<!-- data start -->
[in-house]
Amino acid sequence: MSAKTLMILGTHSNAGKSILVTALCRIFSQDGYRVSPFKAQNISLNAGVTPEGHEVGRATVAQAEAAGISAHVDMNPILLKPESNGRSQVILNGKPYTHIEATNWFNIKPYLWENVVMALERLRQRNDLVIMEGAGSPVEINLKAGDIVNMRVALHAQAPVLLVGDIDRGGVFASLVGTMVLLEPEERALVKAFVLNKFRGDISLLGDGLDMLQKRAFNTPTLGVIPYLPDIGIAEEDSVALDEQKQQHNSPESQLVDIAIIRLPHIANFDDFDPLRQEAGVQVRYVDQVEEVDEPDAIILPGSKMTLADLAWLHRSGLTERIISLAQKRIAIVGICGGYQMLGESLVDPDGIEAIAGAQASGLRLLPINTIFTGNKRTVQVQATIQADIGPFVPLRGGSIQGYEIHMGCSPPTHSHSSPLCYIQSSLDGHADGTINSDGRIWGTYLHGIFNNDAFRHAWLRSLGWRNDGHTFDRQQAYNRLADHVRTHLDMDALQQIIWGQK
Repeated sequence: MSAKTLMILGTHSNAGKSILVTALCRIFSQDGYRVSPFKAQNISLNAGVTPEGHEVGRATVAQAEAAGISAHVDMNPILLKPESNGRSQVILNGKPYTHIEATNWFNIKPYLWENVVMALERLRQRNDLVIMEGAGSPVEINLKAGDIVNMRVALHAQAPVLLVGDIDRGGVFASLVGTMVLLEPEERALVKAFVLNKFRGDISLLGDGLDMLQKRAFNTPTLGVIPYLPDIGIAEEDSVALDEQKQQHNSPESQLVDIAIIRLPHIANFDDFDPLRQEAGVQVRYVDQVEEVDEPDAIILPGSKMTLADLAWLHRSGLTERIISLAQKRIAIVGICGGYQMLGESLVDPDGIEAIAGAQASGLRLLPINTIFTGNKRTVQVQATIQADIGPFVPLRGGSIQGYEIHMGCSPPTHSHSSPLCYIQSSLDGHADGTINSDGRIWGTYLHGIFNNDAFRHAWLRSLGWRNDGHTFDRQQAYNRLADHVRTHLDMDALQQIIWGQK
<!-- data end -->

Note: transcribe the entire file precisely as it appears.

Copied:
[in-house]
Amino acid sequence: MSAKTLMILGTHSNAGKSILVTALCRIFSQDGYRVSPFKAQNISLNAGVTPEGHEVGRATVAQAEAAGISAHVDMNPILLKPESNGRSQVILNGKPYTHIEATNWFNIKPYLWENVVMALERLRQRNDLVIMEGAGSPVEINLKAGDIVNMRVALHAQAPVLLVGDIDRGGVFASLVGTMVLLEPEERALVKAFVLNKFRGDISLLGDGLDMLQKRAFNTPTLGVIPYLPDIGIAEEDSVALDEQKQQHNSPESQLVDIAIIRLPHIANFDDFDPLRQEAGVQVRYVDQVEEVDEPDAIILPGSKMTLADLAWLHRSGLTERIISLAQKRIAIVGICGGYQMLGESLVDPDGIEAIAGAQASGLRLLPINTIFTGNKRTVQVQATIQADIGPFVPLRGGSIQGYEIHMGCSPPTHSHSSPLCYIQSSLDGHADGTINSDGRIWGTYLHGIFNNDAFRHAWLRSLGWRNDGHTFDRQQAYNRLADHVRTHLDMDALQQIIWGQK
Repeated sequence: MSAKTLMILGTHSNAGKSILVTALCRIFSQDGYRVSPFKAQNISLNAGVTPEGHEVGRATVAQAEAAGISAHVDMNPILLKPESNGRSQVILNGKPYTHIEATNWFNIKPYLWENVVMALERLRQRNDLVIMEGAGSPVEINLKAGDIVNMRVALHAQAPVLLVGDIDRGGVFASLVGTMVLLEPEERALVKAFVLNKFRGDISLLGDGLDMLQKRAFNTPTLGVIPYLPDIGIAEEDSVALDEQKQQHNSPESQLVDIAIIRLPHIANFDDFDPLRQEAGVQVRYVDQVEEVDEPDAIILPGSKMTLADLAWLHRSGLTERIISLAQKRIAIVGICGGYQMLGESLVDPDGIEAIAGAQASGLRLLPINTIFTGNKRTVQVQATIQADIGPFVPLRGGSIQGYEIHMGCSPPTHSHSSPLCYIQSSLDGHADGTINSDGRIWGTYLHGIFNNDAFRHAWLRSLGWRNDGHTFDRQQAYNRLADHVRTHLDMDALQQIIWGQK